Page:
Samsung SSD 870 EVO Review: The Fastest SATA SSDs Yet
Samsung SSD 870 EVO: High-Capacity V-NAND For Huge Capacites
These new TLC-based drives also offer slightly higher performance than their QLC-based predecessors, with longer warranties and better endurance ratings as well. Take a look at the Samsung SSD 870 EVO series’ full list of features of specifications below, and then we’ll dig in a bit further on the particulars and look at performance...
The Samsung SSD 870 EVO series of drives are built around the company's latest 100+-layer, 3-bit per cell TLC (triple level cell) V-NAND. That NAND is paired to a proprietary Samsung MKX controller and some LPDDR4 DRAM cache. Details are scarce on the controller itself, but the amount of DRAM installed on each drive is listed right in their specs – there is essentially 1GB of DRAM per 1TB of drive capacity.
SATA interface can handle. Endurance / TBW is class-leading with these drives as well. Samsung rates the 4TB model at 2,400TB, or 600x the total capacity. And all of the drives carry a solid 5-year limited warranty.
Three pentalobe screws secure the enclosures together – one screw is visible and two reside under the decal. Disengage those screws and the enclosures pops right open to reveal the PCBs inside; there is no adhesive, thermal pads, or thermal interface material to speak of in these designs.
Magician SSD utility as well, though the only thing included in the boxes are the drives and a basic lit pack.
Samsung SSD 870 EVO Benchmarks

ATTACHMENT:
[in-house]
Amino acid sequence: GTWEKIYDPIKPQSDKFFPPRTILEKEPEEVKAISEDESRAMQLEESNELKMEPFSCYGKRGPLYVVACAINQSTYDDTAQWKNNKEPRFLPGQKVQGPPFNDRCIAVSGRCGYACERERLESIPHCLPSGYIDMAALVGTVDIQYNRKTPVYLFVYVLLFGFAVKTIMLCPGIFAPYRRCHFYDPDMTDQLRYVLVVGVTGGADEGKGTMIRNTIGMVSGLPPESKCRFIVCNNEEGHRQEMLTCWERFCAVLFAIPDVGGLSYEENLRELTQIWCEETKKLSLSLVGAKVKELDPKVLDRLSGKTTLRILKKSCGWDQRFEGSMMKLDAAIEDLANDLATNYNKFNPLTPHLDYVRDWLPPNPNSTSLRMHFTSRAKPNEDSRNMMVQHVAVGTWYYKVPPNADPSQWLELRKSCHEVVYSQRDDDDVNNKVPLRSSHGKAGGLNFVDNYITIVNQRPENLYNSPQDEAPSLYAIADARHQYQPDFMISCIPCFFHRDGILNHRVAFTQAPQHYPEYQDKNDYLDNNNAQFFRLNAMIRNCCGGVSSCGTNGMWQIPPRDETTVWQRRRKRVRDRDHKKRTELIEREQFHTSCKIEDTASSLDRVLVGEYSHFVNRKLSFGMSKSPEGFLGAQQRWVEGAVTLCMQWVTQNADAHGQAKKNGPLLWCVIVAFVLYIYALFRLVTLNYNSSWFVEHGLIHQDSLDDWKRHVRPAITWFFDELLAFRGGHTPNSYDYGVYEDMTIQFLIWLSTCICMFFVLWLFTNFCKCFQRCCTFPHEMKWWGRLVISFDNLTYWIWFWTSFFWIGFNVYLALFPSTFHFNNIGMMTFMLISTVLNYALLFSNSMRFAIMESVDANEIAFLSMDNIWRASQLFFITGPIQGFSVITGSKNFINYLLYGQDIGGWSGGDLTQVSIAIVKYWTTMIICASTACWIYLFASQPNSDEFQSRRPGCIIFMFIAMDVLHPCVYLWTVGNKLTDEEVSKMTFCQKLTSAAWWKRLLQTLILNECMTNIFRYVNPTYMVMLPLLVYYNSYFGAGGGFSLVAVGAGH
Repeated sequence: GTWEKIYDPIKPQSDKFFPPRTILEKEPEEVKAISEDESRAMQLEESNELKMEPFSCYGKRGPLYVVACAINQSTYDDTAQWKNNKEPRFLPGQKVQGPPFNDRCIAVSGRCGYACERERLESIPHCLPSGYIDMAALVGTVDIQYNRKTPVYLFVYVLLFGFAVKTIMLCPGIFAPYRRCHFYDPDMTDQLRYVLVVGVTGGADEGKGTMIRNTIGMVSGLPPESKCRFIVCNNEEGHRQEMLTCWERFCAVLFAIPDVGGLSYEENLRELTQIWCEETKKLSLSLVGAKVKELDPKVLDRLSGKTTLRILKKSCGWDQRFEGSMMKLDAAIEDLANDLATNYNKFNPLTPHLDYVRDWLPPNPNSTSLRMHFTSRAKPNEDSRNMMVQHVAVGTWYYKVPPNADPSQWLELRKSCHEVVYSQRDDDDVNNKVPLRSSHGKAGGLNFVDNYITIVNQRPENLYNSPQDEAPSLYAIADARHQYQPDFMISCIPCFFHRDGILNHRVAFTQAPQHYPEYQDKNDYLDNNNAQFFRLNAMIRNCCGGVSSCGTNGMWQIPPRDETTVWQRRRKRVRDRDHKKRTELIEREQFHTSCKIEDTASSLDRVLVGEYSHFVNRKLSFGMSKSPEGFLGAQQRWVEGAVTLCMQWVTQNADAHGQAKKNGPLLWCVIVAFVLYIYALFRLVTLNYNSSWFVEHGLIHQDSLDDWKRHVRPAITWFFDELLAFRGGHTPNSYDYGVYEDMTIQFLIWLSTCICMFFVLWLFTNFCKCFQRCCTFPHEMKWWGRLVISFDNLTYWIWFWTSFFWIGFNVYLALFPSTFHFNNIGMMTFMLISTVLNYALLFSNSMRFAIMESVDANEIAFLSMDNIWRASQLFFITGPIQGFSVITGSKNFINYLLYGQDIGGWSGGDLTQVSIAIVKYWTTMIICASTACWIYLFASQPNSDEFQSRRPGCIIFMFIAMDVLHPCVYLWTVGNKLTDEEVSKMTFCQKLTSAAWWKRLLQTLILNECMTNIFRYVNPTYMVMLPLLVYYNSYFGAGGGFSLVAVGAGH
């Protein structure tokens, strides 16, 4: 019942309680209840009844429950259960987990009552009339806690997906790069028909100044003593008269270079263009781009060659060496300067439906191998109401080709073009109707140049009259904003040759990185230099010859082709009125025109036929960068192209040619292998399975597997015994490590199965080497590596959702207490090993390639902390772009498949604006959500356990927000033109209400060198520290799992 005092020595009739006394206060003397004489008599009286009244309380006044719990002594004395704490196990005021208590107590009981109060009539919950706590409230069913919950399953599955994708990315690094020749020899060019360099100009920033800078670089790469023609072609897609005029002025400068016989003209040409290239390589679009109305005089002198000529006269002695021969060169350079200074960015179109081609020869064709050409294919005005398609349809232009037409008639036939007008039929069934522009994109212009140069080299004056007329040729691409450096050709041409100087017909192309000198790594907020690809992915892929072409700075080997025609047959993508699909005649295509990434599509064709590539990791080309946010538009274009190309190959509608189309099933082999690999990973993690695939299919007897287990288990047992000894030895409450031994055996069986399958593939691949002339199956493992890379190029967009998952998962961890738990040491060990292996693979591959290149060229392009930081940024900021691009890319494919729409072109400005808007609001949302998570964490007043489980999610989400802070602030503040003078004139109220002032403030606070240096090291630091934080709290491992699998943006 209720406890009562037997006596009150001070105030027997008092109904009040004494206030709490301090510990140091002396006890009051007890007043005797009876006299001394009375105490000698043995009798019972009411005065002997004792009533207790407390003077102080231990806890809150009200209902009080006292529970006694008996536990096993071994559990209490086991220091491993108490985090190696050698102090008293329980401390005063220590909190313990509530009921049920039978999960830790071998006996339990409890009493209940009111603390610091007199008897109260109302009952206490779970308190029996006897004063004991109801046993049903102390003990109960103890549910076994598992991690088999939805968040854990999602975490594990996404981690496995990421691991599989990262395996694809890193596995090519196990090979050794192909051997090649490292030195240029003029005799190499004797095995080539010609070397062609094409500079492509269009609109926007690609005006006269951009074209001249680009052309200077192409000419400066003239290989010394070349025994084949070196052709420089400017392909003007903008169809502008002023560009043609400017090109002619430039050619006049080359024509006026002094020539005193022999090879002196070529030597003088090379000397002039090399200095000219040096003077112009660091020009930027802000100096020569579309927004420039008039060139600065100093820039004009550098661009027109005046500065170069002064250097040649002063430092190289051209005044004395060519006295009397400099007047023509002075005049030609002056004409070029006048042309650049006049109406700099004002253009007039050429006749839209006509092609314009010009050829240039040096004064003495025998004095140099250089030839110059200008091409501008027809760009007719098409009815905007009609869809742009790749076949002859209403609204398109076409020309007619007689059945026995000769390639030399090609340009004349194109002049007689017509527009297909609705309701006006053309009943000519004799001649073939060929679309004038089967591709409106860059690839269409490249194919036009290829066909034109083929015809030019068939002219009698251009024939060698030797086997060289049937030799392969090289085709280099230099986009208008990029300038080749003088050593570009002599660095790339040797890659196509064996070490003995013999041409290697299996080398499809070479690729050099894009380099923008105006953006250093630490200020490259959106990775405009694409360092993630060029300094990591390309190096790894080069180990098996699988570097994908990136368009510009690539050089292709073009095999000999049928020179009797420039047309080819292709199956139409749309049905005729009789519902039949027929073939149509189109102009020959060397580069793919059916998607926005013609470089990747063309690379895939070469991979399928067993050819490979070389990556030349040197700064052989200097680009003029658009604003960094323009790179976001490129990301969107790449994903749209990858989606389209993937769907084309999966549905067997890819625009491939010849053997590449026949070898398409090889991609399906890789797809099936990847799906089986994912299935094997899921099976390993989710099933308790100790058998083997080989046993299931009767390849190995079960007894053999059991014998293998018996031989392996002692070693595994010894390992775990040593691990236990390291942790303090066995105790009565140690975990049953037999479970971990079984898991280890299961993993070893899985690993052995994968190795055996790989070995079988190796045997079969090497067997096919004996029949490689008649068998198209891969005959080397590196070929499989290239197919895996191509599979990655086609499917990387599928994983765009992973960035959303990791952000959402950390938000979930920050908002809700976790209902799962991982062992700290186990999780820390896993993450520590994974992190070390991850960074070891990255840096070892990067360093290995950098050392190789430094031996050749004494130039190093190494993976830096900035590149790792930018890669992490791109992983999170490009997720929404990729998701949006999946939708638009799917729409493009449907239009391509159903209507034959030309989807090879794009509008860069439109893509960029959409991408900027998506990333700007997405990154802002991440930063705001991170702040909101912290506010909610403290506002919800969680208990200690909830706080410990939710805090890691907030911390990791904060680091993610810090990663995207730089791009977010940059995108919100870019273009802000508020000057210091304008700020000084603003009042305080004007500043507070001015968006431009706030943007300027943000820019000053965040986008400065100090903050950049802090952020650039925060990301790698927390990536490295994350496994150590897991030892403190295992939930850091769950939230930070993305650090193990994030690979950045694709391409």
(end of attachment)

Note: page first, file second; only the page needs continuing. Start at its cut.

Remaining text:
Under each test condition, the SSDs tested here were installed as secondary volumes in our testbed, with a separate drive used for the OS and benchmark installations. Out testbed's motherboard was updated with the latest BIOS available at the time of publication. The SSDs were secure erased prior to testing (when applicable), and left blank without partitions for some tests, while others required them to be partitioned and formatted, as is the case with the ATTO, PCMark, and CrystalDiskMark tests. Windows firewall, automatic updates, and screen savers were all disabled before testing and Windows 10 Quiet Hours / Focus Assist was enabled. In all test runs, we rebooted the system, ensured all temp and prefetch data was purged, waited several minutes for drive activity to settle, and for the system to reach an idle state before invoking a test.
Video Card -
|AMD Threadripper 3990X
MSI TRX40 Creator
GeForce RTX 2080 Ti
32GB G.SKILL DDR4-3200
Integrated on board
Corsair MP600 (OS Drive)
Samsung SSD 860 Pro (2TB)
Samsung SSD 870 QVO (1TB, 2TB)
Toshiba OCZ VX500 (1TB)
Samsung SSD 870 EVO (1TB, 4TB)
Chipset Drivers -
|Windows 10 Pro x64 (1909)
HD Tune v5.75
CrystalDiskMark v7 x64
PCMark 10 Quick Storage Bench
ATTO is another "quick and dirty" type of disk benchmark that measures transfer speeds across a specific volume length. It measures raw transfer rates for both reads and writes and graphs them out in an easily interpreted chart. We chose .5KB through 64MB transfer sizes and a queue depth of 4 over a total max volume length of 256MB. ATTO's workloads are sequential in nature and measure raw bandwidth, rather than I/O response time, access latency, etc.
In ATTO's read and write bandwidth tests, the new Samsung SSD 870 EVO drives competed at the top of the charts, across the entire curve. The drives bump into the limits of the legacy SATA interface, however, as expected.
There's not much separating these SSDs in terms of IOs either. Save for the previous-gen Samsung SSD 860 Pro and OCZ drives, which trail slightly with the smallest transfer sizes, all of the Samsung drives once again perform similarly overall.
Next up we ran the Compression Benchmark built-into AS SSD, an SSD specific benchmark being developed by Alex Intelligent Software. This test is interesting because it uses a mix of compressible and non-compressible data and outputs both Read and Write throughput of the drive. We only graphed a small fraction of the data (1% compressible, 50% compressible, and 100% compressible), but the trend is representative of the benchmark’s complete results.
There's no exceeding the limits of the interface in this test but there's nuance to the performance of these new Samsung SSDs, which you'll see next...